Herald Journal, Jan. 9, 2006
Festival organizers hoping for cold weather
By Liz Hellmann
Unseasonably warm weather is putting a damper on the Ice Festival in Waverly at the end of this month and Howard Lake fishing derby next month.
Although organizers are planning to go forward with both events regardless of the weather, the lack of thick ice might cut back or displace some events.
“I’ve been told there is about eight inches of ice around the bay and in the corners, where we would be setting up,” Kent Houston of Waverly said, who is committee chairman for the Ice Festival on Waverly Lake.
The Ice Festival is scheduled to take place Saturday, Jan. 28.
“Right now, they are hoping for colder weather in the coming weeks,” he said.
“We’ll have to assess it a week ahead of time, get some verification from the sheriff and the lake authorities to make sure it is safe for people to be out on the ice,” Houston said.
Howard Lake Sportsmen are also keeping a close eye on the lakes, as they prepare for the Howard Lake Ice Derby in February.
They are currently talking through different strategies if the weather doesn’t cooperate, such as having the headquarters for the festival on land, according to Joe Drusch of Joe’s Sport Shop in Howard Lake.
“Maybe we’ll have to have a snowball contest instead of an ice auger contest,” Drusch laughed.
Although planners are upbeat about upcoming festivals, they are also aware of the dangers of thin ice.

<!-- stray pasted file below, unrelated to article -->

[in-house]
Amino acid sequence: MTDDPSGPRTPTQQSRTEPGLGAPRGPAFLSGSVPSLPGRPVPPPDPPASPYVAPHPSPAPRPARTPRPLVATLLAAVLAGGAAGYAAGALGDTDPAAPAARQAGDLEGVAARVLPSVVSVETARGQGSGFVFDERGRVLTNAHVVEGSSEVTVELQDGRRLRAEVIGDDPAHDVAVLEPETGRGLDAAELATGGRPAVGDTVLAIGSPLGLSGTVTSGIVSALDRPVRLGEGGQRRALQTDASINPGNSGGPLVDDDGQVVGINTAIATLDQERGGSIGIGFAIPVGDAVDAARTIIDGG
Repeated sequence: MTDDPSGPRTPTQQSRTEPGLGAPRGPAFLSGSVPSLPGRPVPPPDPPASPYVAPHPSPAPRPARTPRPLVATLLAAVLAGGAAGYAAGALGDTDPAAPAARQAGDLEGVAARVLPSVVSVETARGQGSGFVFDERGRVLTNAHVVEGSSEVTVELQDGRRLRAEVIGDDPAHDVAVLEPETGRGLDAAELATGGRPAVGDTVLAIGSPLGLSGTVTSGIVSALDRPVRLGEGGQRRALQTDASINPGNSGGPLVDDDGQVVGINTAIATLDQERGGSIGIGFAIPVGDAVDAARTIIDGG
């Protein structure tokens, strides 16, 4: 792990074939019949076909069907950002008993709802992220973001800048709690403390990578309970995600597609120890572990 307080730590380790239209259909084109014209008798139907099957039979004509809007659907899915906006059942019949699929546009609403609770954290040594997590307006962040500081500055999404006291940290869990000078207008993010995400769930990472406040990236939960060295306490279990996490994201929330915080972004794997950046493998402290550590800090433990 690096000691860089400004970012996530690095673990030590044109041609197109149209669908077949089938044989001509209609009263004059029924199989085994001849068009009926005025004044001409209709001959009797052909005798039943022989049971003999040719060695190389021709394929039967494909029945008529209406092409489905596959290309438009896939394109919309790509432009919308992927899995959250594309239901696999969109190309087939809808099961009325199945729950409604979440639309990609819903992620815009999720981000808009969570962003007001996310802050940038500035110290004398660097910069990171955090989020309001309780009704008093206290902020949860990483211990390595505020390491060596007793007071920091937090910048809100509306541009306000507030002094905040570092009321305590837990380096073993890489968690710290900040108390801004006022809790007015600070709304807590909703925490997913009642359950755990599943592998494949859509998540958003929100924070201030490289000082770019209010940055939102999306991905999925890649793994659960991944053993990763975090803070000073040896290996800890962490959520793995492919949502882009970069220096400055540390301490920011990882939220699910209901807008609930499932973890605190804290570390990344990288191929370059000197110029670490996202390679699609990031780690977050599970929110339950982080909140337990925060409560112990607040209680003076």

“Usually, this time of year, there’s enough ice that anglers can drive on the ice. But at this time, we certainly wouldn’t recommend that,” said Paul Diedrich, the area manager for the Montrose Area Fisheries Office, serving Wright, Sherburne, and Stearns counties.
According to Diedrich, there are about seven to 10 inches of ice on most area lakes, along with a lot of water and snow.
He has noticed that many fishermen have already taken their houses off the ice. For those who haven’t, they should be careful their houses don’t get stuck there.
“One thing you want to make sure is that the slush around your house doesn’t start freezing around the house when we start getting colder weather,” Diedrich said. “I think the biggest mistake people make is just taking undue risks.”
So, when is it safe to cross the ice, and when is it risky business?
At least four inches is required to be able to travel across ice on foot, a minimum of five inches for snowmobiles, and at least eight to 10 inches for cars.
Not all ice is created equal, and those numbers apply to clear ice only.
White, or “milky,” ice requires almost twice the thickness of ice as clear ice to be safe. This is because the white color is caused by bubbles in the ice, which makes the ice weaker.
Although there hasn’t been many accidents in the area the only one Diedrich recalls is a truck going through the ice in Big Lake Diedrich would like it to stay that way.
He advises people to just walk out right now, don’t drive. It’s also a good idea to go during the day, not at night or dusk when holes in the ice are less visible.
When the ice does become thick enough to support vehicles, the Department of Natural Resources offers a number of safety tips.
If the ice is safe enough to drive on, make sure to park vehicles at least 60 feet away from each other, so there is not a lot of stress in one area. Don’t park the vehicles right next to each other.
Check the ice about every 150 feet, as ice thickness can vary considerably. It is also a good idea to check with the local bait shop to learn about ice conditions and any dangerous spots to avoid.
Don’t drive faster than 15 miles per hour. Going faster can cause waves in the ice, causing it to shatter.
Try not to drive at night, when holes are not visible. If driving a snowmobile, don’t outdrive the vehicle’s headlights.
For more information and ice-safety tips, visit www.dnr.state.mn.us.